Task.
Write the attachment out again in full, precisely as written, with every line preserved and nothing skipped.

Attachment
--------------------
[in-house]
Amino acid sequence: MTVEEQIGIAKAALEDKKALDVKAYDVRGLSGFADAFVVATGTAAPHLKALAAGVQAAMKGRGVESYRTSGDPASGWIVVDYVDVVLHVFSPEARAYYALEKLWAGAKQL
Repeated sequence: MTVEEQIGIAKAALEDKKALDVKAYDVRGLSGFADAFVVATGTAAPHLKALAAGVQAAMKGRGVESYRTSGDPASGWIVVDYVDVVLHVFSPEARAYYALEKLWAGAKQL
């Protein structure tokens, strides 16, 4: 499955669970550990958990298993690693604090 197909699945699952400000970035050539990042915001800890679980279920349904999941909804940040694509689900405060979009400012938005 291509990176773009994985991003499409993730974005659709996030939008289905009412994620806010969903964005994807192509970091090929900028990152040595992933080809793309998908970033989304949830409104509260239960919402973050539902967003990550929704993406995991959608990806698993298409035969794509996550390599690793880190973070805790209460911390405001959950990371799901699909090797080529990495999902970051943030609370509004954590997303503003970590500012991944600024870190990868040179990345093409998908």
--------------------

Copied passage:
[in-house]
Amino acid sequence: MTVEEQIGIAKAALEDKKALDVKAYDVRGLSGFADAFVVATGTAAPHLKALAAGVQAAMKGRGVESYRTSGDPASGWIVVDYVDVVLHVFSPEARAYYALEKLWAGAKQL
Repeated sequence: MTVEEQIGIAKAALEDKKALDVKAYDVRGLSGFADAFVVATGTAAPHLKALAAGVQAAMKGRGVESYRTSGDPASGWIVVDYVDVVLHVFSPEARAYYALEKLWAGAKQL
């Protein structure tokens, strides 16, 4: 499955669970550990958990298993690693604090 197909699945699952400000970035050539990042915001800890679980279920349904999941909804940040694509689900405060979009400012938005 291509990176773009994985991003499409993730974005659709996030939008289905009412994620806010969903964005994807192509970091090929900028990152040595992933080809793309998908970033989304949830409104509260239960919402973050539902967003990550929704993406995991959608990806698993298409035969794509996550390599690793880190973070805790209460911390405001959950990371799901699909090797080529990495999902970051943030609370509004954590997303503003970590500012991944600024870190990868040179990345093409998908």